Achieving Equal Pay by Consulting for Employers, Employees, and Policy Makers
Why? It is when you, the candidate, have the most power.
That is one of the reasons companies do everything in their power to get you to disclose salary information from the moment you send in a resume or fill out an application. Most job applications will ask you for your job history including the salary for each position. You may be asked to include salary requirements in your cover letter or application. During the interview you very well may be asked what you are looking for?
The best method to handle this is to politely and professionally respond to these questions so you can hold off until the timing is right and still be considered for the job. Let’s start with your salary requirements. This one is fairly easy. You want to get across that you are open to a salary range. Yet, the company might push back to get a number.
Here is a sample of how the conversation may go:
Hiring Manager: Tell me, what are you looking for in salary?
Candidate: I’m open.
Hiring Manager: Open is a bit broad. I want to make sure I’m not wasting your time or mine. What if I can’t offer you what you need? Can you tell me what you are making at your current job?
Candidate: You are right. It would be terrible to waste each other’s time. I’m open but I’m also aware of the going salary range for this position. I’m working under the assumption that you have budgeted this salary to be competitive.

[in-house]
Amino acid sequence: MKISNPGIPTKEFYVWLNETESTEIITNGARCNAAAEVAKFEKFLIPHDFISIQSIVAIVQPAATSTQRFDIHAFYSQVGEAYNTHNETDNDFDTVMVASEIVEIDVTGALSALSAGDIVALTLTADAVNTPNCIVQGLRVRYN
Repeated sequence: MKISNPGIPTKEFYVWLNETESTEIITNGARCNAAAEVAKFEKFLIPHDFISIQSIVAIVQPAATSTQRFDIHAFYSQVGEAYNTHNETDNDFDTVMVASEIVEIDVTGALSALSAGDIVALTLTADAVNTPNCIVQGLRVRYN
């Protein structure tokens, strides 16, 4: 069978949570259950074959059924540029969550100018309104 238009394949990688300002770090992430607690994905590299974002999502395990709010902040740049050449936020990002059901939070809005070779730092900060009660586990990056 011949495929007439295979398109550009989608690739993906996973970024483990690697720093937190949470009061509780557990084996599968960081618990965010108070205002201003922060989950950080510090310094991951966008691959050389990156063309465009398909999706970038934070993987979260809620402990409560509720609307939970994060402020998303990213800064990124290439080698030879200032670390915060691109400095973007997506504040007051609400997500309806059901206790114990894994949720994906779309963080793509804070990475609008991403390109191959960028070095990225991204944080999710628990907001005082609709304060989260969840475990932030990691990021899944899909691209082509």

This leaves it to the hiring manager to tell you if the salary is not in the normal range for the position. Otherwise, the two of you are now aware that you have both done your homework and will be an informed buyer and seller.
Key to this type of discussion being non-confrontational is keeping a very conversational tone. This type of conversation can be very unnerving the first few time you have it. Practice the conversation in the mirror or with friend. Change the words so they sound like you. Eliminating any uneasiness by practice will increase the casual tone of the exchange and move the conversation onto your qualifications much quicker.
The application and the cover letter don’t allow for the back and forth that an in-person meeting allows but you may need to address salary on both. In the cover letter you can state you are “open” to salary discussions. In the applications you need to address it a little differently since there are blank lines or boxes waiting to be filled. Don’t let them intimidate you. Leaving things empty can fill like they are incomplete but this is a good thing for the job application. On the first salary fields you encounter enter “willing to discuss”, “happy to discuss”, or “ready to discuss” during the interview process. Once again, try to use the words that fit you.
Remember, the longer you can postpone talking about salary the better positioned you will be to get a higher paycheck.
@ Copyright 2011, Katie Donovan. All rights reserved. Reproduction without explicit permission is prohibited